Larry King Says Second Amendment Should Be Repealed, Was Created to Stop 'Slave Uprisings'

Longtime media personality Larry King was unflinching in his thoughts about gun control when he was spotted by the celebrity news site TMZ on Thursday.

Asked about an op-ed calling for the amendment's repeal, King responded to TMZ, "Yeah, repeal it."

"It's poorly written," he said. "What did they mean by 'militia?' [Signees] were Southern Senators, [who signed] so they could ward off slave uprisings."

"Really?" asked the TMZ reporter. "Read the history. Eventually it won in other areas but Southern senators started it so they could repel slave uprisings," King responded.

Although there's some historical debate on King's assertion, the media personality asserted his thoughts after a bit more back and forth.

"That second Amendment is terrible," he said. "And the NRA is the worst."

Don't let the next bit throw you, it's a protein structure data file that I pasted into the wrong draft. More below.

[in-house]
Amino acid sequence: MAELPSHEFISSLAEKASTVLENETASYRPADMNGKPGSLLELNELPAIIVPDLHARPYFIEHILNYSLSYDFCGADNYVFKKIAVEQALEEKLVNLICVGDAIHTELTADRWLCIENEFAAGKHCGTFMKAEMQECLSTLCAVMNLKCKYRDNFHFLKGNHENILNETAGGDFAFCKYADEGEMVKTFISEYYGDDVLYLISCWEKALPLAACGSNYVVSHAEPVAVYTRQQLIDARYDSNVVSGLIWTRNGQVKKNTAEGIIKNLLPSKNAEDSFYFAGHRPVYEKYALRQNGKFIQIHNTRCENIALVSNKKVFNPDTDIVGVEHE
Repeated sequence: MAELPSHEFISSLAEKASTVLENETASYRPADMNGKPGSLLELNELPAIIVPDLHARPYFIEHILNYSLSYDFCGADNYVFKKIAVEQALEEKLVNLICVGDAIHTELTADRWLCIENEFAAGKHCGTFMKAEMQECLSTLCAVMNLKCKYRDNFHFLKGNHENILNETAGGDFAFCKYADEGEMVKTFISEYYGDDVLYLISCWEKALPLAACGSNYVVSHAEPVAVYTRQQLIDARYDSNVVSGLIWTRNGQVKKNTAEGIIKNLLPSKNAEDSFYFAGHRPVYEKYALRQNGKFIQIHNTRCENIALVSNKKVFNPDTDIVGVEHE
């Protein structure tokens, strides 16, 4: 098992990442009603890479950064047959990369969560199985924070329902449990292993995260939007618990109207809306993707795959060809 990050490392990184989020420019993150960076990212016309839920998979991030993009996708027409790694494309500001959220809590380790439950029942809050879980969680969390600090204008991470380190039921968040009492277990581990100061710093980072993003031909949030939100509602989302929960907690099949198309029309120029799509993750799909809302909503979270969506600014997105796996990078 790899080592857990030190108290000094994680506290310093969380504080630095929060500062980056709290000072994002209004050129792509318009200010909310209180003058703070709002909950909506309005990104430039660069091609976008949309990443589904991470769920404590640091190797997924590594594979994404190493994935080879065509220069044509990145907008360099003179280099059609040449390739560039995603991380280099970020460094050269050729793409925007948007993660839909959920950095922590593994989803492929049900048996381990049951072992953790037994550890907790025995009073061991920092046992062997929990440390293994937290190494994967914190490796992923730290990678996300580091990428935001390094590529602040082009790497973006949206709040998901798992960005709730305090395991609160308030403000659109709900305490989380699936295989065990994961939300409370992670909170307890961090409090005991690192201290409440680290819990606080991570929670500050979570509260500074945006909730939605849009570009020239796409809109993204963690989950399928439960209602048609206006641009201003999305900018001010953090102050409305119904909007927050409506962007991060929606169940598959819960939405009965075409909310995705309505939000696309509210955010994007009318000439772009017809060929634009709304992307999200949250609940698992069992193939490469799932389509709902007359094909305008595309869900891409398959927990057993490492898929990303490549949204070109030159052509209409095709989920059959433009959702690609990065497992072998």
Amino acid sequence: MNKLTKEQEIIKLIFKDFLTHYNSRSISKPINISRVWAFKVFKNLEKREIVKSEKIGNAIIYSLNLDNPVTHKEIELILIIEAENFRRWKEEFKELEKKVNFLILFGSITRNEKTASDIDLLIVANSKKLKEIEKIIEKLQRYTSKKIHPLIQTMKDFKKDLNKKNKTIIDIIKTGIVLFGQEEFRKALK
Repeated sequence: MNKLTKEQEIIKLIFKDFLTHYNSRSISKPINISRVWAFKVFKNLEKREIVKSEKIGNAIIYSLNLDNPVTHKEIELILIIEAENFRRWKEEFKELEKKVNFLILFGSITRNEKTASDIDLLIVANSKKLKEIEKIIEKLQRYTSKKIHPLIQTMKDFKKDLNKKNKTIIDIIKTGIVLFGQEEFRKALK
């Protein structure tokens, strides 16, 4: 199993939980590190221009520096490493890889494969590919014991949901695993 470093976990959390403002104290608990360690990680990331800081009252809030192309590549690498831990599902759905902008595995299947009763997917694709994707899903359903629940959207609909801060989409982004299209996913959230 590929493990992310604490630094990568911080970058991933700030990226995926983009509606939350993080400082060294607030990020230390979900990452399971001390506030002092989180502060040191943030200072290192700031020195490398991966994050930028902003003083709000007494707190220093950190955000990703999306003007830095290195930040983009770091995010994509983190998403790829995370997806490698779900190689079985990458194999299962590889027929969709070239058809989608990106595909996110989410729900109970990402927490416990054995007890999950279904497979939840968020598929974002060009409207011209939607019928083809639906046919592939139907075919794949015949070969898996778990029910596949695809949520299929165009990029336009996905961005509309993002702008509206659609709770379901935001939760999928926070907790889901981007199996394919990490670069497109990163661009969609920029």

An RT host comes out with a position certain to infuriate the NRA

— Glenn Greenwald (@ggreenwald) March 29, 2018

The conversation was sparked by a New York Times opinion piece on Tuesday from retired Supreme Court Justice John Stevens frankly titled "Repeal the Second Amendment." Citing the historic March for Our Lives, Stevens argued, in part, that the idea of a "well regulated militia" was a relic of the past.

"Rarely in my lifetime have I seen the type of civic engagement schoolchildren and their supporters demonstrated in Washington and other major cities throughout the country this past Saturday," Stevens wrote in the Times. "These demonstrations demand our respect."

President Donald Trump, perhaps predictably, railed against Stevens's argument. "THE SECOND AMENDMENT WILL NEVER BE REPEALED!" Trump tweeted on Wednesday. "As much as Democrats would like to see this happen, and despite the words yesterday of former Supreme Court Justice [John Paul] Stevens, NO WAY. We need more Republicans in 2018 and must ALWAYS hold the Supreme Court!"

Trump himself, however, at one point said he wanted to take away certain folks' guns in the wake of the Parkland, Florida, school shooting that left 17 dead and sparked the mass protests.

"I like taking the guns early, like in this crazy man's case that just took place in Florida…to go to court would have taken a long time," Trump said in a meeting with lawmakers. "You could take the guns first, go through due process second."